Prince Harry has been urged to be ‘totally transparent’ and release details of his US visa application or risk becoming a ‘political pawn’ over his past drug use.
US immigration authorities have until April 12 to respond to a Freedom of Information (FoI) request filed by a leading American think-tank which is seeking to determine how the Duke of Sussex was allowed to enter the States after openly admitting using a variety of substances in the past, including marijuana, cocaine and magic mushrooms.
Under US law, anyone applying for a visa to live and work in America has to tick a box to answer ‘yes’ or ‘no’ to the question: ‘Are you or have you ever been a drug abuser or addict?’
In his controversial memoir Spare and in a ‘therapy session’ with toxic trauma expert Dr Gabor Mate to promote his book last month, Harry admitted using psychedelic drugs.
They included the hallucinogenic Amazonian plant ayahuasca, whose effect he described as ‘the cleaning of the windshield, the removal of life’s filters’.
Prince Harry has been urged to be ‘totally transparent’ and release details of his US visa application
But under US law, an admission of drug use usually results in a person being denied entry to the States, as happened in the case of chef Nigella Lawson and the late singer Amy Winehouse.
The issue of immigration is expected to become one of the main focuses of the 2024 presidential election, with Republicans attacking President Joe Biden for his lax border controls.
And there are fears that Harry’s friendships with prominent Democratic Party figures such as former president Barack Obama and major Democratic donors including Oprah Winfrey and Tyler Perry could see him become an ‘unwitting pawn in a highly political game’.
Last night, in an exclusive interview with The Mail on Sunday, senior lawyer Samuel Dewey at conservative think-tank the Heritage Foundation, which has filed a 127-page FoI request to see the Duke’s application, said: ‘It is in the public interest to know how Prince Harry answered the drug question.
‘If he has been honest and open about his drug use, and there is no reason to believe he has not been, it could well be that he ticked the ‘yes’ box, in which case he would need a waiver to be granted a visa to be admitted into the States.
‘That means he would have had to be interviewed in person and someone would have had to grant him a waiver. We are simply asking who granted that waiver.’
There is a history of authorities releasing immigration documents about public figures.
The US Citizenship and Immigration Services website has an electronic reading room which contains the immigration files of people such as Shyamala Gopalan Harris, mother of US Vice-President Kamala Harris, and George Michael and John Lennon.
Other celebrities whose files are open to the public include Canadian-born Superman actress Margot Kidder and British actress Lynn Redgrave.
In his controversial memoir Spare and in a ‘therapy session’ with toxic trauma expert Dr Gabor Mate to promote his book last month, Harry admitted using psychedelic drugs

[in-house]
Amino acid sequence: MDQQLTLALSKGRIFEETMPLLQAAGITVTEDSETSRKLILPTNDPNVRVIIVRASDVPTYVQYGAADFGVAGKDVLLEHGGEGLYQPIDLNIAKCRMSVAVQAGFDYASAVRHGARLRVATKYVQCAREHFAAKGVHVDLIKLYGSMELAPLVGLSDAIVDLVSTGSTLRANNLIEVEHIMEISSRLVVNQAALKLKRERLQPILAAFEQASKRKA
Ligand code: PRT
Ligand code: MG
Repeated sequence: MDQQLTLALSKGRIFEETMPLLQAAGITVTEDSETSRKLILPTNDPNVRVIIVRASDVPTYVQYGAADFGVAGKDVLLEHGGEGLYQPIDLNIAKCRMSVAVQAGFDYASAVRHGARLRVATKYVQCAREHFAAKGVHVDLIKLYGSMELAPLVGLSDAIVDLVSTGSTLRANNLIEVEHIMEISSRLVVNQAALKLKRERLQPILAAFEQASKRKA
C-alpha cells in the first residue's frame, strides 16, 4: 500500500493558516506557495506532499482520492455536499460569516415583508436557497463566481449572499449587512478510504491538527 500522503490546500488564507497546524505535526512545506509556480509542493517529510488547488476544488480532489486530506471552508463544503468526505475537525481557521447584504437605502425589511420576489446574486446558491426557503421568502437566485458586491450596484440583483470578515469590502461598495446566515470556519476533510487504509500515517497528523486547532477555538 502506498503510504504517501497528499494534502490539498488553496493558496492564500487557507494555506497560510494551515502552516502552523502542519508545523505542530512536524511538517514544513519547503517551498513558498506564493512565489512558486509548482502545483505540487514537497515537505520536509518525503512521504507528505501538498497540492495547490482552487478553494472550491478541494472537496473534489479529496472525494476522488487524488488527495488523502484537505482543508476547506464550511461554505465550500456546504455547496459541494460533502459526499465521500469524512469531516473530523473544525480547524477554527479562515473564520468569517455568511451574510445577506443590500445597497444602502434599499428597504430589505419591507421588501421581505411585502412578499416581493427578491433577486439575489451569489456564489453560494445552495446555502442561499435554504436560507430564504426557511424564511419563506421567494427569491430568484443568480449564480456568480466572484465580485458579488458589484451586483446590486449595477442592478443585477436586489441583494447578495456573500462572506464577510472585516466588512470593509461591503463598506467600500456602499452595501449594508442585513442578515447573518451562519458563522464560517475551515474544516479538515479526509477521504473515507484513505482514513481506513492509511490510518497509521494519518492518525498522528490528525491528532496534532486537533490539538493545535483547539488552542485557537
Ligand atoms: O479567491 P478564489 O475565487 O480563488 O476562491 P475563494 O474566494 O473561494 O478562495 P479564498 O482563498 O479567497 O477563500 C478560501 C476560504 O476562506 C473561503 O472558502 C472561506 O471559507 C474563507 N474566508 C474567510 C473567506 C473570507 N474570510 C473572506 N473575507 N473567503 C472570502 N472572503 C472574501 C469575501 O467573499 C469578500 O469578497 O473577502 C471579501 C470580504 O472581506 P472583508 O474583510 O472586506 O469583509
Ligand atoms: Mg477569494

Mr Dewey added: ‘An admission of drug use doesn’t automatically ban you for ever.
‘There is a waiver process and a lot of people get a waiver on a case-by-case basis. If Prince Harry was given a waiver, who authorised it? Was the correct protocol followed? It’s something the American people deserve to know.’
Often a ban is overturned after an in-person interview at a US consulate or official immigration office, where a waiver can be issued.
In 2014, Ms Lawson was prevented from entering the US after admitting during a court case to taking cocaine, even though she told a judge: ‘I have never been a drug addict. I’ve never been a habitual user.’ She was later granted a visa after being interviewed at the US Embassy in London, while Ms Winehouse was twice refused entry because of her drug use.
Mr Dewey said: ‘There is no suggestion Prince Harry did anything wrong and, if he was granted a waiver, he may not be aware of any political strings that may have been pulled, if indeed they were. But there is a danger he could become an unwitting pawn in an issue which has become a political hot potato.’
Reports in the US have suggested Harry was admitted on an ‘O’ visa – given to people of extraordinary ability.
Nile Gardiner, a director of the Margaret Thatcher Center for Freedom at the Heritage Foundation, said: ‘This is a much bigger issue than Prince Harry. It is about enforcing immigration law and ensuring that no one is above the law. Prince Harry is simply the tip of the iceberg.
‘There are many who believe that under President Biden immigration laws have become lax and are not being properly implemented. Prince Harry openly talked about his drug use and he has done so for commercial and financial gain, to sell books. In our opinion, there is no case for privacy here.’
The MoS sought comment on Prince Harry’s immigration status from the US Department of Homeland Security, the US Citizenship and Immigration Services, Immigration and Customs Enforcement, US Customs and Border Protection, California Border Patrol and the Sussexes’ Archewell organisation. None responded.
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